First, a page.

What sake varieties should beginners know about?
Beginners in the sake world might think sake is a drink that only differs according to brand. But just like the different varieties of red wine, sake has different types that make it easier to recommend when someone wants a sip. These types differ in taste, alcohol level, and character. In this article, we discuss the quintessential sake varieties for beginners. After all, how can you find your favorite unless you try them all?
How Do Sakes Differ?
The different types of sake vary according to, and in some ways because of, the process and ingredients that go into making them.
As we know, sake is made from fermented rice. But there are different varieties of rice, all of which can be made into sake. The level to which rice is milled can also vary, leading to different levels of refinement and flavor.
Using certain strains of yeast or kinds of koji (a type of mold that breaks down the starches in rice) can also change the flavor profile of the sake.
Finally, many methods of fermentation and aging come into play, which also changes the flavor and aroma of the finished product.
Now that that’s clear, let’s move on to the fundamental types of sake!
A pure rice sake made from only rice, water, yeast, and koji, this has a rich, full-bodied flavor with a higher acidic level compared to other types. It is often served hot or warm, and what sets it apart is its lack of alcohol—so some other types of sake can also be considered Junmai-shu if they have no alcohol added to them.
The rice of the Hakkaisan Tokubetsu Junmai has been polished down to 60%, producing a clean Junmai-style sake. It has a well-balanced mellow and elegant flavor that matches not only Japanese food but other cuisines as well.
Made from rice that’s been milled to remove at least 40% of its outer layer, this sake has a more refined and delicate flavor. Ginjo-shu brewers use a special type of yeast and ferment its rice mash at low temperatures. It is best served cold to preserve its aroma.
We recommend the Amabuki Junmai Ginjo Namasake Sunflower Yeast if you’re looking for something with a rounded and creamy flavor on the palate at first and a hint of dryness at the end. An unpasteurized sake (more commonly known as Namazake, which we’ll discuss in a later section), it also has a refreshing attack with 16.5% alcohol.
A type of ginjo-shu that’s been polished to remove at least 50% of its outer layer, it has a very light and delicate flavor, is high in fragrance, and is rich in body. It’s often considered the highest-quality sake.
At Ralph’s, we have the Kitaya Daiginjo Gokujo Shizuki Shibori, a masterpiece that’s been awarded the Champion Sake title at the IWC 2013 in London against 583 other sakes. It uses high-quality Yamadanishiki rice that’s been polished down to 35% and fermented at controlled temperatures. The IWC characterized it as rich and mellow, carrying a clear taste and an elegant aroma.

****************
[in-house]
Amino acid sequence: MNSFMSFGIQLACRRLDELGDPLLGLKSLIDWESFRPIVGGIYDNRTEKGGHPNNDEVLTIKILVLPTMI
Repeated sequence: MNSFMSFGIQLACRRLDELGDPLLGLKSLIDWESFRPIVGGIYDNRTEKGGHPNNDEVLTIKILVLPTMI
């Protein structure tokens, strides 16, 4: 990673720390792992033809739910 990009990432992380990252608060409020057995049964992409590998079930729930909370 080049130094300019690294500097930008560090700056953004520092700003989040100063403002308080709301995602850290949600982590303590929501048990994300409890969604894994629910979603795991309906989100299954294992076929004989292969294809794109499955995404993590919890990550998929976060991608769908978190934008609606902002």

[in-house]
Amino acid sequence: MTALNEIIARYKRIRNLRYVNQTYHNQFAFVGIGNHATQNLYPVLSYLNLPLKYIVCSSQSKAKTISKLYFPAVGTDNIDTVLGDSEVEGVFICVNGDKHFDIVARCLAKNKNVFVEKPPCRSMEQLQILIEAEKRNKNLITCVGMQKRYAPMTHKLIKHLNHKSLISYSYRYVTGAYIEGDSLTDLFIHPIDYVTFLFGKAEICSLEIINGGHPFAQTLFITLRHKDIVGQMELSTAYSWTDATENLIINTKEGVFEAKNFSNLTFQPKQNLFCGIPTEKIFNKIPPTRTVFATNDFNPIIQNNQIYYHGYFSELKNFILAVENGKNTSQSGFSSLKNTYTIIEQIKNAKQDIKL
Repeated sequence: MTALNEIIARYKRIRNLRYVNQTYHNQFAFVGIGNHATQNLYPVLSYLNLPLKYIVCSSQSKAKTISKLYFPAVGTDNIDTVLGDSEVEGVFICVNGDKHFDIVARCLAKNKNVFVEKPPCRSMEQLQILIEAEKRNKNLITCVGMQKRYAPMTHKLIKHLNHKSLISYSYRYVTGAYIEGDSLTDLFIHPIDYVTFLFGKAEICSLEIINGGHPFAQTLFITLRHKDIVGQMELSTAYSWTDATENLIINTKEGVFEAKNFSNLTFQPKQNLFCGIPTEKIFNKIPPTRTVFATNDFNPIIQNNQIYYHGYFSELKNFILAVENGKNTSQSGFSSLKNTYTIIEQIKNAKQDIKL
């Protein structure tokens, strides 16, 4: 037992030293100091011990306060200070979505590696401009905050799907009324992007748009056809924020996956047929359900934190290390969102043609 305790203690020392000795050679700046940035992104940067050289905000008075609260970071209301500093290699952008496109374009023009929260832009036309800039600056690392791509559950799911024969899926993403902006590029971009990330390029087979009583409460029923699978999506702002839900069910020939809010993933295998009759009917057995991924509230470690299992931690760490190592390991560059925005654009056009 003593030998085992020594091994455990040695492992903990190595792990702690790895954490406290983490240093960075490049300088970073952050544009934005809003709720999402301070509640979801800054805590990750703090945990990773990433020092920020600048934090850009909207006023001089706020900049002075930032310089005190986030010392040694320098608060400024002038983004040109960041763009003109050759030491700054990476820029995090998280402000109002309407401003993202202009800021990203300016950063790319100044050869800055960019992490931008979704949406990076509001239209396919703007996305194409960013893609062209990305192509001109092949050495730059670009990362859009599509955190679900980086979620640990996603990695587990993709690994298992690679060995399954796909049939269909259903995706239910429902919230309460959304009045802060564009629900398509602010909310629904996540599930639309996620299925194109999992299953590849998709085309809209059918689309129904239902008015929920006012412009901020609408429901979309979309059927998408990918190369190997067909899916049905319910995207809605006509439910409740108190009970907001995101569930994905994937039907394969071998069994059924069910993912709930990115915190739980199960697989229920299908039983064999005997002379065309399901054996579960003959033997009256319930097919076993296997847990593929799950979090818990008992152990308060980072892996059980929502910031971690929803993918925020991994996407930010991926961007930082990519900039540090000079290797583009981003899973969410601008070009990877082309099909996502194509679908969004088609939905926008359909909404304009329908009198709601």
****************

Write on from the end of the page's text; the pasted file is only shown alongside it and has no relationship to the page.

Ideally served warm, this type of sake is made by adding a small amount of distilled brewer’s alcohol to the rice mash. It has a lighter and cleaner taste compared to Junmai-shu. Its degree of milling is 70%, which means that 70% of the rice grain retains its original size while the remaining 30% is milled.
The vibrant, crisp, and clean flavor of the Urakasumi Honjozo Karakuchi is subtle yet in no way forgettable. It can be served hot or cold, with a variety of dishes.
Taru sake is aged in wooden casks made from Japanese cedar, giving it a distinctive woody flavor. At Ralph’s, we have the Hakushika Junmai Yoshino Taru Sake, which is best served in a wooden masu cup.
Koshu sake is aged for at least three years, giving it a complex, mellow flavor similar to aged wine. Any variety of sake can be classified as koshu as long as it meets that requirement.
Namazake simply means that the alcohol in sake is not pasteurized, so all kinds of sake can be classified as Namasake for as long as they have this characteristic. This type of sake needs to be refrigerated so as not to lose its aroma and flavor.
Besides the ginjo-shu namasake we recommended above, we also have the Amabuki Junmai Ginjo Namasake Strawberry Yeast, which was brewed using yeast isolated from the flowers of strawberry plants. Its sweetness, fruitiness, and acidity form a unique harmony. Though it’s best served chilled, it can also be enjoyed warmly.
Another classification of sake, Nigori-zake is unfiltered, giving it a cloudy appearance and a slightly sweet, creamy taste that’s ideal for dessert. It also often has some koji rice in the drink itself.
As we mentioned above, there are several ways to classify and categorize sake. But sake novices need not worry—they’re all delicious and satisfying in their way. If you want to become a sake expert, the best way is to start with these sake varieties for beginners. Check out our sake collection online or at a Ralph’s branch near you!